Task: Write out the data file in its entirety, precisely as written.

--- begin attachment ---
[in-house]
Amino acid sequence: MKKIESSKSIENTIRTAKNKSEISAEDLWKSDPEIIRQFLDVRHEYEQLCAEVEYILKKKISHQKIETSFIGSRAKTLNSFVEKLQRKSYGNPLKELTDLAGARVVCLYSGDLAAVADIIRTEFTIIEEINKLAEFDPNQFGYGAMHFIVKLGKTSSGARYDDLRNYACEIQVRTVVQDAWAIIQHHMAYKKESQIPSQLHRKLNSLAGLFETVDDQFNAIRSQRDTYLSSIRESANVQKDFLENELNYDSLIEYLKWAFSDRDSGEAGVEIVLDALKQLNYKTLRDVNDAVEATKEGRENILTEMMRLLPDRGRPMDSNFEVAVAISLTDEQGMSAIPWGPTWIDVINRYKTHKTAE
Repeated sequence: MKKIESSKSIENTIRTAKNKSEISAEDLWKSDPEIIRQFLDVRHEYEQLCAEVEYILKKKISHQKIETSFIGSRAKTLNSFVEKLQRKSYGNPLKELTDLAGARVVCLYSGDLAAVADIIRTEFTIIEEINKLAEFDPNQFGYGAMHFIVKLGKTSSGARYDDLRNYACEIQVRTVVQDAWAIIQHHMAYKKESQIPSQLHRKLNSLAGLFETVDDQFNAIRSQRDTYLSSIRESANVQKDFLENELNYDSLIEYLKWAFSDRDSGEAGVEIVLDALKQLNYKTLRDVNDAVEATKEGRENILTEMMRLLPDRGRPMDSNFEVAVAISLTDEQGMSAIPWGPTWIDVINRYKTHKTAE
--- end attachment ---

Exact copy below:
[in-house]
Amino acid sequence: MKKIESSKSIENTIRTAKNKSEISAEDLWKSDPEIIRQFLDVRHEYEQLCAEVEYILKKKISHQKIETSFIGSRAKTLNSFVEKLQRKSYGNPLKELTDLAGARVVCLYSGDLAAVADIIRTEFTIIEEINKLAEFDPNQFGYGAMHFIVKLGKTSSGARYDDLRNYACEIQVRTVVQDAWAIIQHHMAYKKESQIPSQLHRKLNSLAGLFETVDDQFNAIRSQRDTYLSSIRESANVQKDFLENELNYDSLIEYLKWAFSDRDSGEAGVEIVLDALKQLNYKTLRDVNDAVEATKEGRENILTEMMRLLPDRGRPMDSNFEVAVAISLTDEQGMSAIPWGPTWIDVINRYKTHKTAE
Repeated sequence: MKKIESSKSIENTIRTAKNKSEISAEDLWKSDPEIIRQFLDVRHEYEQLCAEVEYILKKKISHQKIETSFIGSRAKTLNSFVEKLQRKSYGNPLKELTDLAGARVVCLYSGDLAAVADIIRTEFTIIEEINKLAEFDPNQFGYGAMHFIVKLGKTSSGARYDDLRNYACEIQVRTVVQDAWAIIQHHMAYKKESQIPSQLHRKLNSLAGLFETVDDQFNAIRSQRDTYLSSIRESANVQKDFLENELNYDSLIEYLKWAFSDRDSGEAGVEIVLDALKQLNYKTLRDVNDAVEATKEGRENILTEMMRLLPDRGRPMDSNFEVAVAISLTDEQGMSAIPWGPTWIDVINRYKTHKTAE